The act of remembrance takes on many different forms and features. Whether remembering events, people or things, the process is never simple, since it often goes deep into our emotional and spiritual lives. Furthermore, retrieving information that is stored in our personal memories is not always easy. There are psychological, neurochemical, physiological and aging factors that come into play, so remembering often takes time and effort.
Despite the difficulties, there are also times when events, people and things are easier for us to remember. For instance, visiting the place where we grew up can bring to mind an array of childhood memories with little to no effort on our part. The same holds for the encounters we have with strangers; they often can remind us of forgotten people. Moreover, in the case of distinct social events they become the vehicles transporting us to lost memories and emotional moments in our lives.
Besides the personal time and efforts brought into remembering important moments, people and events, there are different social and cultural communities that foster and cultivate collective acts of remembrance. The art and museum communities, for example, have been instrumental in creating public spaces of remembrance and memories. Similarly, in our social interactions and groups, we discover that belonging to a group can foster a particular memory or event, which brings meaning to who we are as individuals and as a society.
For the believer, this sense of belonging and community becomes even more serious and significant. The memories and acts of remembrance nurtured in the faith community become the definitive elements of the community’s identity. Consequently, our participation in these acts of remembrance defines who we are and want to become.
For the Catholic Christian community, our collective and public acts of remembrance are grafted on the early Christian community’s encounter and experience of Jesus. For millennia, we have been a community that never tires of remembering Jesus. Ours has become an oral and written tradition that fosters and cultivates a particular way of being in the world: “Thomas said, ‘Lord, we do not know where you are going, so how can we know the way?’ Jesus said to him: I am the way; and the truth and the life. No one comes to the Father, except through Me” (John 14:5-6).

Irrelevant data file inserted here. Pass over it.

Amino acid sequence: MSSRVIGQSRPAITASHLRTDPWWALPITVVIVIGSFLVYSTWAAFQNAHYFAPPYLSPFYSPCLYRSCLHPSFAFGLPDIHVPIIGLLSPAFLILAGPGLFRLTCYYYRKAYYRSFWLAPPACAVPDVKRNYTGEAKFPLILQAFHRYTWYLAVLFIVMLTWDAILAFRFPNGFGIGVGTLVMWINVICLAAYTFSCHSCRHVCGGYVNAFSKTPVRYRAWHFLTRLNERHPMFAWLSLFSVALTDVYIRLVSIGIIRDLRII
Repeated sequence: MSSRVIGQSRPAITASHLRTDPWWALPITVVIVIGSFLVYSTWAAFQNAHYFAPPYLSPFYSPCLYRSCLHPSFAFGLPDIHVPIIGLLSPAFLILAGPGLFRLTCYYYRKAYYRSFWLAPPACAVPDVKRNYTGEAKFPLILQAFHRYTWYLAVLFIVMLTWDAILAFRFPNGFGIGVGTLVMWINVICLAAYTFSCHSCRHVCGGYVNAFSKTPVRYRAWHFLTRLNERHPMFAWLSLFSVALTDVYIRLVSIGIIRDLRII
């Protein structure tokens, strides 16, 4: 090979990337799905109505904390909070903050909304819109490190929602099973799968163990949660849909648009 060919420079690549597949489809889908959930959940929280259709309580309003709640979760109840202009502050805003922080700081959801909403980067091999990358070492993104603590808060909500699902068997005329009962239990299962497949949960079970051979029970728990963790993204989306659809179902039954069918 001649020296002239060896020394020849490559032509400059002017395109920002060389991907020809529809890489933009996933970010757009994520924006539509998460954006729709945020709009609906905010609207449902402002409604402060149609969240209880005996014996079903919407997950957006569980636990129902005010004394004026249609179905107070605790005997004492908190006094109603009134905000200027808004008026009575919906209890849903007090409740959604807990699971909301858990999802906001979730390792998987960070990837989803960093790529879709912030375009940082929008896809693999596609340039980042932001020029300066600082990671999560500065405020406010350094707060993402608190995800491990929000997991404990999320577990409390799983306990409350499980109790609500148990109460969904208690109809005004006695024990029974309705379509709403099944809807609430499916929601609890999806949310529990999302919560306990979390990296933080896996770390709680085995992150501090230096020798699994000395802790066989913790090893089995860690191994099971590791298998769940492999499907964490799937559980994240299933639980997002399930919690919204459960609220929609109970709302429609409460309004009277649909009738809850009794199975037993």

This memory of Jesus as the path forward, then, has guided and has given the Christian its authenticity. In different places and at different times, the Christian community has sought to keep His memory alive and burning in their hearts. No matter how challenging and devastating things became, believers found hope and direction in their memories of Jesus and in His words: “I consider that the sufferings of this present time are not worth comparing with the glory about to be revealed” (Romans 8:18).
This same memory and remembrance of Jesus keeps us going today. Even in the midst of our own struggles and suffering, we are encouraged by our community of faith to remember Jesus. In particular, we have come to accept that our remembrance of Jesus is never far from the person next door in need of our justice and love: “Lord, when did we see you hungry and feed you, or thirsty and gave you drink? When did we see you a stranger and make you welcome you, lacking clothes and clothe you? When did we find you sick or in prison and go to see you?” (Matthew 25: 31-46).
We pray that our remembering Jesus and His words may bring us closer to one another, so that our community and memories may grow a thousand fold.
Orozco is executive director of human dignity and intercultural affairs for the Archdiocese of St. Louis.